“To think Pflugerville has sued the state for more funding, while at the same time bankrolling a lifestyle most Texans do not agree with, is quite disturbing to me,” Springer said when he announced his measure in February.

Springer said his constituents don’t want to spend money that belongs in the classroom to cover people who aren’t family members, whether in same-sex relationships or not. He also said that although no schools in his district have plans to offer the benefits, they might in the future.

Sometimes, he said, the state needs to rein in the local governments when “there is no end to what they would throw under local control.”

During a hearing last week on the measure, Rep. Joe Deshotel, D-Beaumont, noted the apparent contradiction.

“Local control seems to be a lot like love,” he said. “Everybody’s got their own idea of it.”

Democratic Rep. Dawnna Dukes, whose district includes Pflugerville and Austin, does not support the legislation and said Springer is overstepping.

“Sponsoring such measures is contradictory to the universal principle of his party of local control,” she said.

Filing legislation that affects only another lawmaker’s district — or fighting such measures — is considered a breach of decorum among lawmakers.

But that doesn’t always stop them.

In 2011, Republican Rep. Larry Gonzales pushed for a bill to allow Round Rock voters to decide whether to expand the use of a local tax to build a new facility.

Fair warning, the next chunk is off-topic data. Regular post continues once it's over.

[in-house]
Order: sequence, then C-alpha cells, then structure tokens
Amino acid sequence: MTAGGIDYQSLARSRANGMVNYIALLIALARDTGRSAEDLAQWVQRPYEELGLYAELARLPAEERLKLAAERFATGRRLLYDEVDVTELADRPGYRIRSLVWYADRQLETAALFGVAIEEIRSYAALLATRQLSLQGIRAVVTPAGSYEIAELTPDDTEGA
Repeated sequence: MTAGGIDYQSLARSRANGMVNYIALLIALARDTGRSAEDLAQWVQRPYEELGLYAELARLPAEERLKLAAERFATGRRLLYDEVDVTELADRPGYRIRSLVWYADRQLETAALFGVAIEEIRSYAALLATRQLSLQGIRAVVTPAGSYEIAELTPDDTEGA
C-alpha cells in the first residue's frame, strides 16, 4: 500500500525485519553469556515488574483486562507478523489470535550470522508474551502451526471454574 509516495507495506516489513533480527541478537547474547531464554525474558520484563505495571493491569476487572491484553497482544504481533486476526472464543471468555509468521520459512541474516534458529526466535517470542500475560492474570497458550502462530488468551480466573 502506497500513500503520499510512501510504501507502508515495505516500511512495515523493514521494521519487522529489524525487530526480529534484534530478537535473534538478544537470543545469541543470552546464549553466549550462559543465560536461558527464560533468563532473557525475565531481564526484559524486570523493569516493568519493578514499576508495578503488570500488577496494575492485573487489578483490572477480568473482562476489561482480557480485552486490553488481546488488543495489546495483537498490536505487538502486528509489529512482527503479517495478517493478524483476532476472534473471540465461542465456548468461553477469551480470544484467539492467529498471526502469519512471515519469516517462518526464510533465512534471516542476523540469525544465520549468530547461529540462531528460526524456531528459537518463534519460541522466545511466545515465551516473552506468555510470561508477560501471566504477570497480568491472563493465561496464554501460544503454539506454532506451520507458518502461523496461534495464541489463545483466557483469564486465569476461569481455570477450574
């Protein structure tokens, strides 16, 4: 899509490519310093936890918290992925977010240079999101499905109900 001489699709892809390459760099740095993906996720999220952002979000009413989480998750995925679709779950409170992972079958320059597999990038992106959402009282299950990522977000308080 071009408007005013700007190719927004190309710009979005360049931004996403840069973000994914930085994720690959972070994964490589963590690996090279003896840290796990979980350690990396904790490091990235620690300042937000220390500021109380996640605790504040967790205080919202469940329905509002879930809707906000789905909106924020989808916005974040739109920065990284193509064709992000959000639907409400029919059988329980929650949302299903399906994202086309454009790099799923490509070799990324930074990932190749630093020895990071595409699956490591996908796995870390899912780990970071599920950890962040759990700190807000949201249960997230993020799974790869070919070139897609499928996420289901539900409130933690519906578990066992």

Gonzales was miffed at opposition by some Republicans, who mistook the proposal for a tax hike. He said the bill was “none of their business.”

“I don’t need somebody from the Panhandle or West Texas telling me that my legislation isn’t worthy to pass,” he said.

Cities often need to pick up where state government falls short in regulating things such as payday lenders and plastic bags, said Bennett Sandlin, executive director of the Texas Municipal League.

“If the state doesn’t want to regulate harmful plastics, that’s fine,” Sandlin said. “But don’t complain when some citizens in a few cities decide it’s a priority.”

Interesting article. Why I find the Austin bag ban stupid, I don't see it as the State's job to jump in and save them. If the people in Austin get fed up with their council, then they will vote them out.


Other Top Stories:

These and many more topics coming up on today’s edition of The Chad Hasty Show. Tune in mornings 8:30-11am on News/Talk 790 KFYO, streaming online at, and now on your iPhone and Android device with the radioPup App. All guest interviews can be heard online in our podcast section after the show at